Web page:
It's nice to be out of the heat. The electric feels awesome, almost painful, but I like the TENS unit cranked. I've got such
an abnormally high tolerance for pain, I like to just allow my back to cramp. Feels better after. I relax a bit and tire of reading
on my phone. Throw it over to the chair. Drops off. So what, I'll pick it up after.
Brian didn't drop his axe though. He drops the pot and Momma's wailing at him. ''Why'd you do that, you son of a bitch! You ought
to be locked up!'' He lets her scream. That bastard of a step-father might wake up. And he does...Brian's going to get what he wants.
I lie there on the table and the tension leaves me. Feeling a bit better. The timer bell goes off.
The timer on the stove goes off and startles Brian. He wanted this to last longer, but he's jumpy and just swings the axe. Hard. You can hear
the crunch as it pierces Momma's chest. The sucking as he pulls it out, the deep crimson of the arterial blood just missing him as it squirts
viscously into the air. He smells it in the air along with the spaghetti, always the spaghetti for dinner. And now seared flesh. But he hears his
step-father screaming and this is going to be what matters the most for the next few moments.
The chiropractor comes back in and pulls the pads off, puts them away. Applies pressure to the trigger points. Not too bad today, I can
talk. ''Don't scream, new patient out there.'' ''Haha, I probably won't.'' He notices my phone on the floor and puts in on the shelf. ''Thanks,
Brian's bastard step-father really did try. Running tackle at him and he trips backward a little bit. But he and Momma were right. He's big.
He just doesn't need to be good anymore. Knocks that bastard flat on his ass and laughs. ''Dad'' picks up the pot and tries to hit Brian in the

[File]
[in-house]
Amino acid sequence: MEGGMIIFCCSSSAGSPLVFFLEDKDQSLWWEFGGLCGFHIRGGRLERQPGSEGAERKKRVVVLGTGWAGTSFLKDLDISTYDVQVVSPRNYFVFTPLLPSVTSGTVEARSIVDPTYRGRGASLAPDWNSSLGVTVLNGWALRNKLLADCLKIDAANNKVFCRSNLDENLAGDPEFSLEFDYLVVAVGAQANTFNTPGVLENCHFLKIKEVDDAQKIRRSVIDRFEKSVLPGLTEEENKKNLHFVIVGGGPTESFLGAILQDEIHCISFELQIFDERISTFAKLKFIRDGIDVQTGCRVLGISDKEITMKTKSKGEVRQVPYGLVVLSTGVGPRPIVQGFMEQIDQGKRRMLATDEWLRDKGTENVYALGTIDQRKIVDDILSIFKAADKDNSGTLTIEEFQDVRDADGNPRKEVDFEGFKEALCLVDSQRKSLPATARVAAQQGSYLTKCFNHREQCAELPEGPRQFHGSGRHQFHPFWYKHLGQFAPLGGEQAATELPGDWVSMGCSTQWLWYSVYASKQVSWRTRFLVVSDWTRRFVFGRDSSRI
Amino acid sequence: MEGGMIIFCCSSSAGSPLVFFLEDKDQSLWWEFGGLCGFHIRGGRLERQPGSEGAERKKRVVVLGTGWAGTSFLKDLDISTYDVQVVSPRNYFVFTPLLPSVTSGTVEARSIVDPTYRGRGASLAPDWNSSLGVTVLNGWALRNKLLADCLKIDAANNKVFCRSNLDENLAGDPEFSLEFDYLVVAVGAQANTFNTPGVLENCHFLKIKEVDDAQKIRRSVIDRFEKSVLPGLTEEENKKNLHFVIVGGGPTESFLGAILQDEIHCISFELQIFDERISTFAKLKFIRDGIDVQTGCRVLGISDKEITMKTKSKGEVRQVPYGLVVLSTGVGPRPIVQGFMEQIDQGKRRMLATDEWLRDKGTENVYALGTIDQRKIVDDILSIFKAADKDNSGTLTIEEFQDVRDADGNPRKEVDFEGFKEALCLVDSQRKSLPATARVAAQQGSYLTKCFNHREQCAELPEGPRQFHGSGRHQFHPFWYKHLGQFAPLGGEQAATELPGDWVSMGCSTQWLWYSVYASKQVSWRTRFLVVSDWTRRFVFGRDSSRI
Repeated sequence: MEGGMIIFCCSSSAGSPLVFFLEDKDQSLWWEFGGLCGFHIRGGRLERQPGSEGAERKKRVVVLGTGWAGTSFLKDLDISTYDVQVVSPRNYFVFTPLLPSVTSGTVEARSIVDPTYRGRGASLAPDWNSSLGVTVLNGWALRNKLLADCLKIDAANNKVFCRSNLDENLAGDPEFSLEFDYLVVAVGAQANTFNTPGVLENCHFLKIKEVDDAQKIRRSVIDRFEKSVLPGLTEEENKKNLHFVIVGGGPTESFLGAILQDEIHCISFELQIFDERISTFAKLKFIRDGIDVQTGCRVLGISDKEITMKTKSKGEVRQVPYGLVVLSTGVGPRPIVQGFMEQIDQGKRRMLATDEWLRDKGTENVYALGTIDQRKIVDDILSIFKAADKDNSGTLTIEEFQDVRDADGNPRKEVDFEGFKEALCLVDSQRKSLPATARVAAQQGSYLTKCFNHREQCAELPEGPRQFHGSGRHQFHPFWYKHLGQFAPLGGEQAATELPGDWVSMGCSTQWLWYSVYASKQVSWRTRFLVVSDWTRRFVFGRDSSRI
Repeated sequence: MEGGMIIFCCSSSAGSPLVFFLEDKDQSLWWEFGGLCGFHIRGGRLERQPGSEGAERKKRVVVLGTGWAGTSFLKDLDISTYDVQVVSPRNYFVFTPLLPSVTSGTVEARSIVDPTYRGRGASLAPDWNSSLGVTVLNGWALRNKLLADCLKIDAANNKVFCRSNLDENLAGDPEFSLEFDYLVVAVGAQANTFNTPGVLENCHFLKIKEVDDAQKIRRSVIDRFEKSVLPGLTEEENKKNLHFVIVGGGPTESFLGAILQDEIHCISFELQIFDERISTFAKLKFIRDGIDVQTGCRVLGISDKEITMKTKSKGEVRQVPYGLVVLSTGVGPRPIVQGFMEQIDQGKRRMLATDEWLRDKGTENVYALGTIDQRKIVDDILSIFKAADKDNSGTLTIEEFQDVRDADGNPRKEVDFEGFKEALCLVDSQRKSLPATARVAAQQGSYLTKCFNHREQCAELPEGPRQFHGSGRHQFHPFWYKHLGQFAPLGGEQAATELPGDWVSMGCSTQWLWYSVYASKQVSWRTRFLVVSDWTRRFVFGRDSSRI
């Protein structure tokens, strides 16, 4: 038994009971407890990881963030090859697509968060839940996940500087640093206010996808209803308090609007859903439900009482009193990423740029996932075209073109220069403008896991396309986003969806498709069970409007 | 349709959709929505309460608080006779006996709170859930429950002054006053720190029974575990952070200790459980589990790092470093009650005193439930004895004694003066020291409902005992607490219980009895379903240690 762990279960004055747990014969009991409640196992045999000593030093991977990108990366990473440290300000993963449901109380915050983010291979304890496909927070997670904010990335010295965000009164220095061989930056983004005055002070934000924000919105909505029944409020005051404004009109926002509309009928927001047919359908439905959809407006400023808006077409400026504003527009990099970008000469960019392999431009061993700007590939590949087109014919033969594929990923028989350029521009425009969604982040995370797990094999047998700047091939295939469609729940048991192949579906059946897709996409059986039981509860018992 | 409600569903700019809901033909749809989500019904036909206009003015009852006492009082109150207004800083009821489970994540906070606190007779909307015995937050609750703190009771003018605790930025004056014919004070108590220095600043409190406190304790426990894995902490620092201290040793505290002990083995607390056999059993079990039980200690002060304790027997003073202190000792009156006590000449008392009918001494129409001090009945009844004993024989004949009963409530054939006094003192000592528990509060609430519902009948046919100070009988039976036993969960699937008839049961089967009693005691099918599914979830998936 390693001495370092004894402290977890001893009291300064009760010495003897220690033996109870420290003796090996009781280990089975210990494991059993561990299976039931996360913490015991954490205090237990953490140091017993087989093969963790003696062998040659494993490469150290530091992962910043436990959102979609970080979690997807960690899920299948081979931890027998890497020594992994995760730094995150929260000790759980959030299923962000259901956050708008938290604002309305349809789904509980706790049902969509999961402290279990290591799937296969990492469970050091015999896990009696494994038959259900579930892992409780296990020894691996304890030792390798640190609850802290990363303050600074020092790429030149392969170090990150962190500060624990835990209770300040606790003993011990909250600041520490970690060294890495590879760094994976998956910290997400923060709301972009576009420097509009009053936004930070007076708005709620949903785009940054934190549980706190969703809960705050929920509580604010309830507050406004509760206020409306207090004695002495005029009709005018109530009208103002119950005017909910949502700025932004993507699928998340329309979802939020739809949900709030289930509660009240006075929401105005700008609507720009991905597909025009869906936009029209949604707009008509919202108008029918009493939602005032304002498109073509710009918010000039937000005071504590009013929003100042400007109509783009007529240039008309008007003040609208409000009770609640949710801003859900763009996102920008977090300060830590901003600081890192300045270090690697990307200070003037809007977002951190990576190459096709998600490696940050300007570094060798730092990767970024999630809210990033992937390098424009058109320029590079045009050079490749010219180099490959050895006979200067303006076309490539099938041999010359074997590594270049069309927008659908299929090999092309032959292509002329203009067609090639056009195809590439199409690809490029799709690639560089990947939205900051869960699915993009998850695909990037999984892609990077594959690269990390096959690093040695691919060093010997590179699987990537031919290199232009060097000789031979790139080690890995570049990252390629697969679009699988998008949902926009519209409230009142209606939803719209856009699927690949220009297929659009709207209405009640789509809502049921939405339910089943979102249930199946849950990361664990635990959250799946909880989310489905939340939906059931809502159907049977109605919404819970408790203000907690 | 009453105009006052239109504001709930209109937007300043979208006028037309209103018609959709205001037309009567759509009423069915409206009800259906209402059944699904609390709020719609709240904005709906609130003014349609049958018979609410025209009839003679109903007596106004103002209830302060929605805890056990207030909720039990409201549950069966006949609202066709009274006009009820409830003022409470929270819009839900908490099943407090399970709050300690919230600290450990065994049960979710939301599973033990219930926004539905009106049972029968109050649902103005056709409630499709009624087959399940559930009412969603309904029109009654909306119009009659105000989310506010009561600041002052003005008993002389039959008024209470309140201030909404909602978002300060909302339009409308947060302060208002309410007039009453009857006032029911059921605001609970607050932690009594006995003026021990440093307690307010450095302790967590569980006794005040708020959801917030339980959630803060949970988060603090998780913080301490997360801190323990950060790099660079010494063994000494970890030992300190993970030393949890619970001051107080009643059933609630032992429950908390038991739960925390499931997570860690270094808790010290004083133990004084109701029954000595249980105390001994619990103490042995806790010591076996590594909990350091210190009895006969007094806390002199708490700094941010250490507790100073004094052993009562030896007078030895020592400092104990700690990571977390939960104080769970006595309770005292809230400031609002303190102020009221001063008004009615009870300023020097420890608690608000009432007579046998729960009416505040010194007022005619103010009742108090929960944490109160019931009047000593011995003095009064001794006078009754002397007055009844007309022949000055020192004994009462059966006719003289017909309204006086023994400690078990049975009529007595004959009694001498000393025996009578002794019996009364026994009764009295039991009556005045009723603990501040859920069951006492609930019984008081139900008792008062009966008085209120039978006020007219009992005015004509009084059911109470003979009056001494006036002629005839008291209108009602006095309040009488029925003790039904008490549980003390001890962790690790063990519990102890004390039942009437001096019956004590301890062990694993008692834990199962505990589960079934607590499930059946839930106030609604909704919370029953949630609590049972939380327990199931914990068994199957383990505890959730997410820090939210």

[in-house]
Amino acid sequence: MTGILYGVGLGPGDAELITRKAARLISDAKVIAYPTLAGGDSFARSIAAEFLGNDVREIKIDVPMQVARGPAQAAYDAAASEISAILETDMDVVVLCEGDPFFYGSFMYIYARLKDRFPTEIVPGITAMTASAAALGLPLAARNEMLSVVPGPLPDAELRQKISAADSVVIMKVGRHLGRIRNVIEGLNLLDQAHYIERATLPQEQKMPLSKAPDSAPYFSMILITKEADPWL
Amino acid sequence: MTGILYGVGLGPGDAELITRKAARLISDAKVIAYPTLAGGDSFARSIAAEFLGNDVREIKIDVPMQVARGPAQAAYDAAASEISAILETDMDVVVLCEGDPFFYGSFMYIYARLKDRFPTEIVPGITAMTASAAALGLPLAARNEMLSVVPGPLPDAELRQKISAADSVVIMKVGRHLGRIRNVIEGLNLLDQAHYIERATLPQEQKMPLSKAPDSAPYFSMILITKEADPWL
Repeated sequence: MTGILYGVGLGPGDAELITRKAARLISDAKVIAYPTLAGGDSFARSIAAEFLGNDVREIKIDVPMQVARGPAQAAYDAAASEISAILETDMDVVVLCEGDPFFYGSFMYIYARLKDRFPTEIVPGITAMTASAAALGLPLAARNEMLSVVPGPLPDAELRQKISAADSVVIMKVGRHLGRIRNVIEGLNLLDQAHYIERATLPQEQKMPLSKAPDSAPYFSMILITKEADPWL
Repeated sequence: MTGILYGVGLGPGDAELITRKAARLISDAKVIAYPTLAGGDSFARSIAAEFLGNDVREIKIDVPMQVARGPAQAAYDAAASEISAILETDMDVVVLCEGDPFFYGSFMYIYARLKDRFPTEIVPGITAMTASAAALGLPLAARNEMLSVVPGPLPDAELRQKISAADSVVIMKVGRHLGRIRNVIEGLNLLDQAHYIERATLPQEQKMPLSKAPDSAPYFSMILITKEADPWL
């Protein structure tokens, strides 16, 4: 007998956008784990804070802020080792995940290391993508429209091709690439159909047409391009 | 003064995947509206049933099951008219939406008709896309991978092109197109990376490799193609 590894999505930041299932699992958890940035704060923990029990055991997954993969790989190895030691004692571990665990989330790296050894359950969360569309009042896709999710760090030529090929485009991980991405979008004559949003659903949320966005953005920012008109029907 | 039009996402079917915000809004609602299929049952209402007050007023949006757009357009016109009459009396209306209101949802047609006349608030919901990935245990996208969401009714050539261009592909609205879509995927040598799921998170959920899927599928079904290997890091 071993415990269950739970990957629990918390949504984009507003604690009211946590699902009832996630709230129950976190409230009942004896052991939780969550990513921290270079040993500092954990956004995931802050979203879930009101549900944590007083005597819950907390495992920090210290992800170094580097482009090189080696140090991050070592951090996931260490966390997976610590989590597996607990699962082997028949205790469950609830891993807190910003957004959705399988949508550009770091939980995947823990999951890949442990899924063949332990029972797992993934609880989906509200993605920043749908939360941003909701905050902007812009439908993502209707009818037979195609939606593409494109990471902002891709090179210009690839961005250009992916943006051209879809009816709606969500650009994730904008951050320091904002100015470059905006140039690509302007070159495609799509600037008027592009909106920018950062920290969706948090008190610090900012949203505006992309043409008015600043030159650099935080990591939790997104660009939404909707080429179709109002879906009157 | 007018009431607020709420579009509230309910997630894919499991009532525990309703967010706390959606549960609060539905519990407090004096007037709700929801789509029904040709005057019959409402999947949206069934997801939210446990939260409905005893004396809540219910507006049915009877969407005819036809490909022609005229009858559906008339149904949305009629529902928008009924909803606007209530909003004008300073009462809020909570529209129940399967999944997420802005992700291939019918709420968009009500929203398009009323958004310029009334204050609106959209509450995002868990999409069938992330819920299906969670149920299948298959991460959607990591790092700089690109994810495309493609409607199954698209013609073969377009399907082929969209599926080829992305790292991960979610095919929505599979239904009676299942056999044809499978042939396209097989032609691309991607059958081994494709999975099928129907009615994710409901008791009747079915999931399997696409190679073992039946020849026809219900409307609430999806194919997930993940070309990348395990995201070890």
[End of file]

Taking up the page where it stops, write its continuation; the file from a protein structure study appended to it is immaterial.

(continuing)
legs with it. So what. Brian hits him with the axe. Axe to the side of the head. So mad, didn't even cut him. Just hear a crunch. And now the
bastard's scared. Brian beats him with the side of the head of the axe like he's a dog learning to fear the newspaper for a good long minute.
The trigger points are done and we go right to the spine. Breathe in, feel the crunch between the shoulder blades. Breathe in, feel the pop
at the base of the neck. The table lifts and drops under my hips. Nice to feel a bit looser already.
Breathe in, feel the crunch in the handle. So neat, can hear it too. Landed it right in the bastard's neck. Can barely make out the words he
thinks he's going to scream. Big man, always screaming. Brian wants it quiet. Twist the handle, hear a pop as vertebrae dislodge from tendon and
disc slightly and then hear not a breath more. Finally. He falls limp and Brian stands tall. A bit more of a man, now.
I straighten my legs out, chiropractor checks to see if my hips are level. They are, I roll over to get my neck snapped. Nice, clean adjustment.
I hear that snap, crackle, pop I like to hear. Sometimes it's like a gunshot. My worst joke about it is how it sounds like the sound of breaking a fish's
neck before you put it on the keeper's line, because it's not cool to let them live once you've got them. They might try and get away. You've got to be
quick with the slimy buggers or you'll be trying to break their necks for a good long while.
Brian wants to go outside. Got to maybe clean up a little bit first, though. He puts Momma up on the table, drags her up there by her legs.